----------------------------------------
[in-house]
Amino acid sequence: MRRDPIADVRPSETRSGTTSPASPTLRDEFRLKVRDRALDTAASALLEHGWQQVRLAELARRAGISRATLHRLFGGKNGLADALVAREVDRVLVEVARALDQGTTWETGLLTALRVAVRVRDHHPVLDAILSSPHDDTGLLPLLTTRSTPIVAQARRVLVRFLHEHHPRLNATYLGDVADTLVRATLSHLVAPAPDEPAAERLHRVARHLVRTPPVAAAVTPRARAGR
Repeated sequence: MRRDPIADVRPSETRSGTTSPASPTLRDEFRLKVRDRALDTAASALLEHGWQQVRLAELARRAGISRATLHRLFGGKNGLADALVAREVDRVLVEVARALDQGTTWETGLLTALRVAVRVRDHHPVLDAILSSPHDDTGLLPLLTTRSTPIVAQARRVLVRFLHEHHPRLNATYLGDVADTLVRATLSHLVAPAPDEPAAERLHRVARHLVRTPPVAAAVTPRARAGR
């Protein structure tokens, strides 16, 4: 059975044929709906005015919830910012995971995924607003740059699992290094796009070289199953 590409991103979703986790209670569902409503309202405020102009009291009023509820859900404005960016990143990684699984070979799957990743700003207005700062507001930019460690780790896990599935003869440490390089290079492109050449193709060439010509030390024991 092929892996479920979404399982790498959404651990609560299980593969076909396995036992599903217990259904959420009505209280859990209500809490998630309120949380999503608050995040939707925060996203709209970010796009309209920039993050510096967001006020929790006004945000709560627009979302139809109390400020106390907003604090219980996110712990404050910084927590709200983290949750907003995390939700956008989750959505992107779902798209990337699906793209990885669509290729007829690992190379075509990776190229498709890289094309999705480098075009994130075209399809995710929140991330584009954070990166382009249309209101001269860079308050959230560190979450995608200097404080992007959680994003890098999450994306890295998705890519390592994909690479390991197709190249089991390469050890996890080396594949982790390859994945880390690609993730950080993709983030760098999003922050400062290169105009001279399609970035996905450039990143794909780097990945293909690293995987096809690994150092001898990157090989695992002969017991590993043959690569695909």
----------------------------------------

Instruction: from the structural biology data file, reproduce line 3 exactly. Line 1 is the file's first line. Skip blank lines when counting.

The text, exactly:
Repeated sequence: MRRDPIADVRPSETRSGTTSPASPTLRDEFRLKVRDRALDTAASALLEHGWQQVRLAELARRAGISRATLHRLFGGKNGLADALVAREVDRVLVEVARALDQGTTWETGLLTALRVAVRVRDHHPVLDAILSSPHDDTGLLPLLTTRSTPIVAQARRVLVRFLHEHHPRLNATYLGDVADTLVRATLSHLVAPAPDEPAAERLHRVARHLVRTPPVAAAVTPRARAGR